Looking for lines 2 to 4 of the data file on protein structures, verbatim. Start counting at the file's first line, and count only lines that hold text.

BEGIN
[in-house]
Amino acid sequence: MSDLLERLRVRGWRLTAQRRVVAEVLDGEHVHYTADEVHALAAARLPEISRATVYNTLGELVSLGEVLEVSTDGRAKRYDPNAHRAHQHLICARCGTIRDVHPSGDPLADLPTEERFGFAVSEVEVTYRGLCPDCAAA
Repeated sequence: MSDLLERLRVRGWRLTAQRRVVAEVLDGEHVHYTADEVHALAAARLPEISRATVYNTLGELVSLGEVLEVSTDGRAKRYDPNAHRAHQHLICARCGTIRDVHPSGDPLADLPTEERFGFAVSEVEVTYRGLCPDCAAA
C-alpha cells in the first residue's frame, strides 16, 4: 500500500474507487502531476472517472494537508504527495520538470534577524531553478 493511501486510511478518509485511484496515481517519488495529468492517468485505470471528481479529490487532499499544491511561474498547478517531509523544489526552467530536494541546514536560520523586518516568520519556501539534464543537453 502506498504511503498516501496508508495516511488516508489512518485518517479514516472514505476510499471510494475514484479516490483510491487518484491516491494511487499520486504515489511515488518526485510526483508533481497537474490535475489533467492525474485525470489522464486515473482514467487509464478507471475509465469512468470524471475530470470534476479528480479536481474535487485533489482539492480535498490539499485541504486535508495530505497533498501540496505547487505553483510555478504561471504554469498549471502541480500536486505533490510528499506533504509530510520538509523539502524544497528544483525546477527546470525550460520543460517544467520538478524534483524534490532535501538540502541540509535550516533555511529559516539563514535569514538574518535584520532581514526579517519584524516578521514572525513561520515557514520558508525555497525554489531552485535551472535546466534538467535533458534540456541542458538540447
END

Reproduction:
Amino acid sequence: MSDLLERLRVRGWRLTAQRRVVAEVLDGEHVHYTADEVHALAAARLPEISRATVYNTLGELVSLGEVLEVSTDGRAKRYDPNAHRAHQHLICARCGTIRDVHPSGDPLADLPTEERFGFAVSEVEVTYRGLCPDCAAA
Repeated sequence: MSDLLERLRVRGWRLTAQRRVVAEVLDGEHVHYTADEVHALAAARLPEISRATVYNTLGELVSLGEVLEVSTDGRAKRYDPNAHRAHQHLICARCGTIRDVHPSGDPLADLPTEERFGFAVSEVEVTYRGLCPDCAAA
C-alpha cells in the first residue's frame, strides 16, 4: 500500500474507487502531476472517472494537508504527495520538470534577524531553478 493511501486510511478518509485511484496515481517519488495529468492517468485505470471528481479529490487532499499544491511561474498547478517531509523544489526552467530536494541546514536560520523586518516568520519556501539534464543537453 502506498504511503498516501496508508495516511488516508489512518485518517479514516472514505476510499471510494475514484479516490483510491487518484491516491494511487499520486504515489511515488518526485510526483508533481497537474490535475489533467492525474485525470489522464486515473482514467487509464478507471475509465469512468470524471475530470470534476479528480479536481474535487485533489482539492480535498490539499485541504486535508495530505497533498501540496505547487505553483510555478504561471504554469498549471502541480500536486505533490510528499506533504509530510520538509523539502524544497528544483525546477527546470525550460520543460517544467520538478524534483524534490532535501538540502541540509535550516533555511529559516539563514535569514538574518535584520532581514526579517519584524516578521514572525513561520515557514520558508525555497525554489531552485535551472535546466534538467535533458534540456541542458538540447